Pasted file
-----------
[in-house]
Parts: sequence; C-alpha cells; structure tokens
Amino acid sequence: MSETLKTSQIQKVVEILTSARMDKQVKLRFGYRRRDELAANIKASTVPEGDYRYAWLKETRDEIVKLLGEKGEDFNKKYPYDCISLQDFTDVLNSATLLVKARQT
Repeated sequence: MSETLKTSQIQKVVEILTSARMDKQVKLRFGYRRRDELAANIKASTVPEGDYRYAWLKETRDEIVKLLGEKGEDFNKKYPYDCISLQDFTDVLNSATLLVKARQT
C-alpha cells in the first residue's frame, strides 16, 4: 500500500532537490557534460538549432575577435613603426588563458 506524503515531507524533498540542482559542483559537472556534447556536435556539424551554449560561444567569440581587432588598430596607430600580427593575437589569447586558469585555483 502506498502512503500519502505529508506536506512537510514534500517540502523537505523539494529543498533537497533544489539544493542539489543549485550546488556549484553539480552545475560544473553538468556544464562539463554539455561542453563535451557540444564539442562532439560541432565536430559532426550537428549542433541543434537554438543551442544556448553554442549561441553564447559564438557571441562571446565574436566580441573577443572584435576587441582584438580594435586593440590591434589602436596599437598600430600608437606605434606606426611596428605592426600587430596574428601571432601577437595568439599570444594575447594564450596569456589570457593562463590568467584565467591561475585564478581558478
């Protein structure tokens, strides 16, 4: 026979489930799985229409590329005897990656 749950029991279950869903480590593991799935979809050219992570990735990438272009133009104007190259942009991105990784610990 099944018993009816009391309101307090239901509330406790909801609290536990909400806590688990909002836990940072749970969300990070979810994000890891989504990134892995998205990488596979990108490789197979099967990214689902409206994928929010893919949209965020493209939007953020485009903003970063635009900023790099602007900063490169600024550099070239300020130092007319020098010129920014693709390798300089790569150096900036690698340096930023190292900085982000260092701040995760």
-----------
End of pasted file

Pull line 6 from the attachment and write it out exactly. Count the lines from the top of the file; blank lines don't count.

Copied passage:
């Protein structure tokens, strides 16, 4: 026979489930799985229409590329005897990656 749950029991279950869903480590593991799935979809050219992570990735990438272009133009104007190259942009991105990784610990 099944018993009816009391309101307090239901509330406790909801609290536990909400806590688990909002836990940072749970969300990070979810994000890891989504990134892995998205990488596979990108490789197979099967990214689902409206994928929010893919949209965020493209939007953020485009903003970063635009900023790099602007900063490169600024550099070239300020130092007319020098010129920014693709390798300089790569150096900036690698340096930023190292900085982000260092701040995760």